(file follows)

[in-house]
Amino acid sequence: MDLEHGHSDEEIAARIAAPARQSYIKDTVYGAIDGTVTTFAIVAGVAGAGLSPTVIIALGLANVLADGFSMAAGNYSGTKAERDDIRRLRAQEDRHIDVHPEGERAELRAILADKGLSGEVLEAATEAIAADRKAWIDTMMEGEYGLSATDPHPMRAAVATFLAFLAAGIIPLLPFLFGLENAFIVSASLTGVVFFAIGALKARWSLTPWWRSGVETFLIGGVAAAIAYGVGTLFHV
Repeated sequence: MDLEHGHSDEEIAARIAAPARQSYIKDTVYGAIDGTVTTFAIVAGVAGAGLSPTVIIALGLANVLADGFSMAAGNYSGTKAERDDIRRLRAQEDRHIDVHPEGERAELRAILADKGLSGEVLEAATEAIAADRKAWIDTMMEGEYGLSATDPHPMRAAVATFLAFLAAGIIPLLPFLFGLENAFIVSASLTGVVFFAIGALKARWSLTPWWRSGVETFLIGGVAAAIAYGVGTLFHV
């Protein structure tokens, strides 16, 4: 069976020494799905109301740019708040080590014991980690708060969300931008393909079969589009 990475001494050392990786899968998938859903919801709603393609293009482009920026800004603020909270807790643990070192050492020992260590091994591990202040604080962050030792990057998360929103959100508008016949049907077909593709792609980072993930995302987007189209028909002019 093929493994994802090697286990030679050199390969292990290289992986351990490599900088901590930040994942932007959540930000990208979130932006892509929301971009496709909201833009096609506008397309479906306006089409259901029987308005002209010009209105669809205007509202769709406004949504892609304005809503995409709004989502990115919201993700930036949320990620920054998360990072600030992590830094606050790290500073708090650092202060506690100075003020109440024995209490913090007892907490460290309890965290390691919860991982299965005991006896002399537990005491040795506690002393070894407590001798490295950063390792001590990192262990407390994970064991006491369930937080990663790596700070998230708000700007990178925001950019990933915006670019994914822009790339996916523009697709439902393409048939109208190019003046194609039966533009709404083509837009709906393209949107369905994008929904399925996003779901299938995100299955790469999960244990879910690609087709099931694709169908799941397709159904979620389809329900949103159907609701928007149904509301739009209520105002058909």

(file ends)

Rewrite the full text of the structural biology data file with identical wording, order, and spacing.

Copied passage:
[in-house]
Amino acid sequence: MDLEHGHSDEEIAARIAAPARQSYIKDTVYGAIDGTVTTFAIVAGVAGAGLSPTVIIALGLANVLADGFSMAAGNYSGTKAERDDIRRLRAQEDRHIDVHPEGERAELRAILADKGLSGEVLEAATEAIAADRKAWIDTMMEGEYGLSATDPHPMRAAVATFLAFLAAGIIPLLPFLFGLENAFIVSASLTGVVFFAIGALKARWSLTPWWRSGVETFLIGGVAAAIAYGVGTLFHV
Repeated sequence: MDLEHGHSDEEIAARIAAPARQSYIKDTVYGAIDGTVTTFAIVAGVAGAGLSPTVIIALGLANVLADGFSMAAGNYSGTKAERDDIRRLRAQEDRHIDVHPEGERAELRAILADKGLSGEVLEAATEAIAADRKAWIDTMMEGEYGLSATDPHPMRAAVATFLAFLAAGIIPLLPFLFGLENAFIVSASLTGVVFFAIGALKARWSLTPWWRSGVETFLIGGVAAAIAYGVGTLFHV
């Protein structure tokens, strides 16, 4: 069976020494799905109301740019708040080590014991980690708060969300931008393909079969589009 990475001494050392990786899968998938859903919801709603393609293009482009920026800004603020909270807790643990070192050492020992260590091994591990202040604080962050030792990057998360929103959100508008016949049907077909593709792609980072993930995302987007189209028909002019 093929493994994802090697286990030679050199390969292990290289992986351990490599900088901590930040994942932007959540930000990208979130932006892509929301971009496709909201833009096609506008397309479906306006089409259901029987308005002209010009209105669809205007509202769709406004949504892609304005809503995409709004989502990115919201993700930036949320990620920054998360990072600030992590830094606050790290500073708090650092202060506690100075003020109440024995209490913090007892907490460290309890965290390691919860991982299965005991006896002399537990005491040795506690002393070894407590001798490295950063390792001590990192262990407390994970064991006491369930937080990663790596700070998230708000700007990178925001950019990933915006670019994914822009790339996916523009697709439902393409048939109208190019003046194609039966533009709404083509837009709906393209949107369905994008929904399925996003779901299938995100299955790469999960244990879910690609087709099931694709169908799941397709159904979620389809329900949103159907609701928007149904509301739009209520105002058909």